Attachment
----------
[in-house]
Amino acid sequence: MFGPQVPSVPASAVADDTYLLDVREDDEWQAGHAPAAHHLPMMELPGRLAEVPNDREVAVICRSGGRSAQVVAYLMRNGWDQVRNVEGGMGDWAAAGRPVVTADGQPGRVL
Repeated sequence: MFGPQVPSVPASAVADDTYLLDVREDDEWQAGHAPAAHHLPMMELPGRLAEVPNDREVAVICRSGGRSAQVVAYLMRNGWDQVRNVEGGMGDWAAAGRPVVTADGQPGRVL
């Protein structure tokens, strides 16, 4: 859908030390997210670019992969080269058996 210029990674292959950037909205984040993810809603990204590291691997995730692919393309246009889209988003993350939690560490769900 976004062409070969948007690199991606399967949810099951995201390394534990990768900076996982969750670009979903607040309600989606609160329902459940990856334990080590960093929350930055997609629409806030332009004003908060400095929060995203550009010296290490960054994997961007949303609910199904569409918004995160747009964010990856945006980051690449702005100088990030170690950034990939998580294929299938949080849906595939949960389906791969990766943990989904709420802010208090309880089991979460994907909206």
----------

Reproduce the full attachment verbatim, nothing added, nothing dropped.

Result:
[in-house]
Amino acid sequence: MFGPQVPSVPASAVADDTYLLDVREDDEWQAGHAPAAHHLPMMELPGRLAEVPNDREVAVICRSGGRSAQVVAYLMRNGWDQVRNVEGGMGDWAAAGRPVVTADGQPGRVL
Repeated sequence: MFGPQVPSVPASAVADDTYLLDVREDDEWQAGHAPAAHHLPMMELPGRLAEVPNDREVAVICRSGGRSAQVVAYLMRNGWDQVRNVEGGMGDWAAAGRPVVTADGQPGRVL
């Protein structure tokens, strides 16, 4: 859908030390997210670019992969080269058996 210029990674292959950037909205984040993810809603990204590291691997995730692919393309246009889209988003993350939690560490769900 976004062409070969948007690199991606399967949810099951995201390394534990990768900076996982969750670009979903607040309600989606609160329902459940990856334990080590960093929350930055997609629409806030332009004003908060400095929060995203550009010296290490960054994997961007949303609910199904569409918004995160747009964010990856945006980051690449702005100088990030170690950034990939998580294929299938949080849906595939949960389906791969990766943990989904709420802010208090309880089991979460994907909206």